After Charlie Hebdo

At the time that news of the Charlie Hebdo massacre broke, I was lying on a PET scanner, meditating on life and death and praying for the needs of my friends, online and off. I mention this detail because it underscores the fact that the most horrific events take place while most of us are unaware and quietly going about our own business with its small joys and griefs and interludes of boredom and dissatisfaction. We all  ‘knew’ something of this kind would happen ‘one day’, but when it did, we were unprepared. The rush to comment, to express shock and horror, reflects our unpreparedness. Some has been predictable. Many, especially professional media types, have been asserting that Charlie Hebdo stood for all that we most value in western democracies, especially freedom of speech and expression in which satire and humour play an important part; for others the murder of twelve people was an act of war by militant Islam against the West; others again, including the majority of French Muslims, maintain that this outrage was perpetrated by a sick minority who do not represent Islam and have called for unity and solidarity in line with that urged by M. Hollande; a few, who disliked Charlie Hebdo’s approach and thought it rash at best, have stuck with Voltaire’s view that one may detest what someone says but nevertheless defend to the death the right to say it; and, inevitably, a handful have trotted out the ‘all religion is violent’ line.

Where does this leave us the day after? Although I think we are still reacting rather than reflecting, I’d say that, first and foremost, it leaves those of us who pray with the duty of praying for the repose of the souls of those murdered. None of us knows how prepared or otherwise they were for death, what unresolved conflicts were weighing on them or those they love. This may not mean much to anyone in good health with, please God, a long future before them; but to anyone who knows their time may be short, it is the wrongs done to others, the sins of which we may have not repented, the things we may not be able to put right, that press most heavily. One of the (to me) most beautiful aspects of Catholicism is its confident prayer for the dead: we trust in an infinitely loving and merciful God, but we are in such awe of his holiness that we do not presume. To pray for those who have died is a work of charity, one we in the monastery undertake several times a day; and we do so not with abject fear but with what I call peaceful insistence. It is a way of sharing in the experience of, and expressing solidarity with, the whole human race.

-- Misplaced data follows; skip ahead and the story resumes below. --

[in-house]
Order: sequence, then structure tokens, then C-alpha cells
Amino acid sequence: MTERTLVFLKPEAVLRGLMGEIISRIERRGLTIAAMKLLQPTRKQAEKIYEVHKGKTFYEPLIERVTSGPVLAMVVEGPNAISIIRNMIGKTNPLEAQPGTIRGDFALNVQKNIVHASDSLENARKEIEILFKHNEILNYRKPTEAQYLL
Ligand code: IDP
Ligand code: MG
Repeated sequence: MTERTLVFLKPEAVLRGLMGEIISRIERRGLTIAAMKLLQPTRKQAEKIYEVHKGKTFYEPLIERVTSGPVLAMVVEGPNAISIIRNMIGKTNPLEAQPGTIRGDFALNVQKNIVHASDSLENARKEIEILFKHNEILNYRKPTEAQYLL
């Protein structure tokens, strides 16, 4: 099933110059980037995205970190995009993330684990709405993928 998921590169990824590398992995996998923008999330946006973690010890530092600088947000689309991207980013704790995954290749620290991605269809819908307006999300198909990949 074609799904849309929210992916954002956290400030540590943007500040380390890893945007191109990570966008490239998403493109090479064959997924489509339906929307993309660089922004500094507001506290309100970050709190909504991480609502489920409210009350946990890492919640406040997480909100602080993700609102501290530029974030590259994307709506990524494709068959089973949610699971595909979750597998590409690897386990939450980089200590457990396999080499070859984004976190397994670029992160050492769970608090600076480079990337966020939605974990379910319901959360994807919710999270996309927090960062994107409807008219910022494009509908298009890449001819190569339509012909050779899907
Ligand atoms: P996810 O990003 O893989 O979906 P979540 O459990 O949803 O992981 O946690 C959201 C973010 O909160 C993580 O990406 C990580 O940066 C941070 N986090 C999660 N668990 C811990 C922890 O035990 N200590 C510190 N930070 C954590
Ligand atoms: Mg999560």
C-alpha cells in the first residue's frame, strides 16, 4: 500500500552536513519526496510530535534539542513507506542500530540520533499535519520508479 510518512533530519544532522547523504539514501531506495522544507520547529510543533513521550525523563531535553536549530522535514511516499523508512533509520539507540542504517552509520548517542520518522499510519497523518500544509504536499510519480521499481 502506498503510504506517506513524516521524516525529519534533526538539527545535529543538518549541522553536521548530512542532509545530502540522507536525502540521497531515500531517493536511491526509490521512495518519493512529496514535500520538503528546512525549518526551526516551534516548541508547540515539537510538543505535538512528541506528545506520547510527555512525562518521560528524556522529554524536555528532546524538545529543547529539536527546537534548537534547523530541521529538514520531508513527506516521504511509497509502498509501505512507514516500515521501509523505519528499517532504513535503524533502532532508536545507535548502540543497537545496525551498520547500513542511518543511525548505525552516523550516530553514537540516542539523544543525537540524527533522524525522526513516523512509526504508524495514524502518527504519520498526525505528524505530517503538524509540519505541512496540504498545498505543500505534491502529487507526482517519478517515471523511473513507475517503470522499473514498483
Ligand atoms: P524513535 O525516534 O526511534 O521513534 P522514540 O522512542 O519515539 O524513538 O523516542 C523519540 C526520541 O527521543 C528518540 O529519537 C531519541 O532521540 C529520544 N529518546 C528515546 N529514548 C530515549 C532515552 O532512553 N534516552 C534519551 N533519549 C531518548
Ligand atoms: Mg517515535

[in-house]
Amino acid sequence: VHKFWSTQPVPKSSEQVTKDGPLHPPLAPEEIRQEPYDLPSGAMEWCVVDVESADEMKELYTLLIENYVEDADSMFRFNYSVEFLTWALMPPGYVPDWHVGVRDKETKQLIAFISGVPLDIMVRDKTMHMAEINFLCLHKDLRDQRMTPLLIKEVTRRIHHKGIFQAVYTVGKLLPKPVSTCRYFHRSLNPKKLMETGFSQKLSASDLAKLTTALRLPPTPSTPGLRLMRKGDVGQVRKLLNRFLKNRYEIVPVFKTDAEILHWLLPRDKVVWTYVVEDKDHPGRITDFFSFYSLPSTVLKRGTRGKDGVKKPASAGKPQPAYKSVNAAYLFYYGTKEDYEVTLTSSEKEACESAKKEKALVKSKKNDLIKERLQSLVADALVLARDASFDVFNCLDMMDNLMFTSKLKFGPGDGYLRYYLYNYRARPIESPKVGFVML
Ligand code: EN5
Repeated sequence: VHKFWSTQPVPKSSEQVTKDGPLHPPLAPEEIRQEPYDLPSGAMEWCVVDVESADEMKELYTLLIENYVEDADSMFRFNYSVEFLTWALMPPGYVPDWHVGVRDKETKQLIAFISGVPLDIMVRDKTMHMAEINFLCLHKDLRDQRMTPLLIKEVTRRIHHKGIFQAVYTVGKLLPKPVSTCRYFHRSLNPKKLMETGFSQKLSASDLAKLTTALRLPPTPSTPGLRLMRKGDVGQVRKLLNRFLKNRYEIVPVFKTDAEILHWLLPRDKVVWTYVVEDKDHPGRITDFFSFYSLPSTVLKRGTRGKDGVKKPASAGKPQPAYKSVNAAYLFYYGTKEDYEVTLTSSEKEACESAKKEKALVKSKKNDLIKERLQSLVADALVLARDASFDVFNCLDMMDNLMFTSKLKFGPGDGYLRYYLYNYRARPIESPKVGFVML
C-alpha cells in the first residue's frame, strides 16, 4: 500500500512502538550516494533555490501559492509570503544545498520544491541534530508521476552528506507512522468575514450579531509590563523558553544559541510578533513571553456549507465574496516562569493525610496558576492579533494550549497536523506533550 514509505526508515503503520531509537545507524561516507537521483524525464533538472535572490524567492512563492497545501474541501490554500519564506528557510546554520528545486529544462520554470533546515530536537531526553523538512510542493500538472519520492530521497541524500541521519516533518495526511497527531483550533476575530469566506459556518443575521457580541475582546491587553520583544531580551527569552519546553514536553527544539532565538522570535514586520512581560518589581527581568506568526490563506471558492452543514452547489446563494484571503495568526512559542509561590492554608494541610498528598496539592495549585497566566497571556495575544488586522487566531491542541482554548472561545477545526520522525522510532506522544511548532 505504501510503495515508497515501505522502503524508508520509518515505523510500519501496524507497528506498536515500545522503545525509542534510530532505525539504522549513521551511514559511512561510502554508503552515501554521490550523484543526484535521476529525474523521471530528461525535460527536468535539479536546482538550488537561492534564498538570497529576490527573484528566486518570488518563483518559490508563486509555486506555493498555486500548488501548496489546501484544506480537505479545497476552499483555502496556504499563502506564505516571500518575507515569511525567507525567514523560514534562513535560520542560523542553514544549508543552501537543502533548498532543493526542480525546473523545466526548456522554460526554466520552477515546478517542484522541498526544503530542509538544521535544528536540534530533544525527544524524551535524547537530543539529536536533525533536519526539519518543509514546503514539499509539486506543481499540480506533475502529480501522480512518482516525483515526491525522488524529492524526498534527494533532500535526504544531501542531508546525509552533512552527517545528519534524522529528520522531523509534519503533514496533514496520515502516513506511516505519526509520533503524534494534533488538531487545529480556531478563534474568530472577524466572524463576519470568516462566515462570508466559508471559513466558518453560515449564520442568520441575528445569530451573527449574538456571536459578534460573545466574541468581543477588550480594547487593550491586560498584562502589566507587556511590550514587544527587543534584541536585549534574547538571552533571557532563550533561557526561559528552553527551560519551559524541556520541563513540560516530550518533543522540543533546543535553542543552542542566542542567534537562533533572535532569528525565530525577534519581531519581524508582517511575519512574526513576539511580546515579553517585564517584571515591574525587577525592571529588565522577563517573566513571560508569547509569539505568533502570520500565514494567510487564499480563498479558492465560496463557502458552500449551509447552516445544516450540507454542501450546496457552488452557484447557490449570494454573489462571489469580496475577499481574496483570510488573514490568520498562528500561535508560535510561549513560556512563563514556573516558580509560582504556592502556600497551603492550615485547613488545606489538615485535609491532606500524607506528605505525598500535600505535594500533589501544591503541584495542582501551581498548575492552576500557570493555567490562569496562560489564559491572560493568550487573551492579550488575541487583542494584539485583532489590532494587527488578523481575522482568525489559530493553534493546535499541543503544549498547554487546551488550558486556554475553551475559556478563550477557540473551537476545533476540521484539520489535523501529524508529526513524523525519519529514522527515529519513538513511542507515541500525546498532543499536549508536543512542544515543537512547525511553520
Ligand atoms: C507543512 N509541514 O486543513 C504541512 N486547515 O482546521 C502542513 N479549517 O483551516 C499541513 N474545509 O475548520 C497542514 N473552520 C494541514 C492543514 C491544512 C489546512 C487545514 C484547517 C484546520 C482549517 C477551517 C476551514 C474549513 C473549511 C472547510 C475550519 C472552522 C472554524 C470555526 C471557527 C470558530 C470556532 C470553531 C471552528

We must pray for those who grieve. How many families said goodbye yesterday morning in a typical Wednesday morning rush, not realising it was the last goodbye they would ever say? It was not only the magazine staff who were gunned down, but also the police whose task it was to protect them, at least one of whom was apparently a Muslim. That surely drives home to all of us how senseless and brutal was that attack, and how very far from any conception of justice and right action. We must pray, too, for those who must deal with the aftermath: those who must search out the murderers; those who must maintain order in society and prevent further violence; and finally, and most importantly, we must pray for the perpetrators and whatever it was that inspired them to such a heinous crime and legitimized it in their own eyes and the eyes of many others.

It is that last point I find especially troubling. I believe in reverence and would no more mock or denigrate the beliefs of others than I would my own. But, of course, as a Christian, I distinguish between mockery of God (which I find painful) and mockery of the Church and her saints (which can be useful, and, if well done, extremely funny). It seems to me that many Muslims accord Mohammed an inviolable status we Christians give only to God, and not always to him. We don’t understand that the prophet is off-limits for any kind of jesting. There is in Islam nothing I can think of that corresponds to our medieval mystery plays, for example, where love and devotion are accompanied by poking fun at the object of devotion. That is a cultural difference, certainly, but I think it is legitimate to ask whether or to what degree western society, which is now largely secular, should accommodate to the cultural sensitivities of the many groups within it.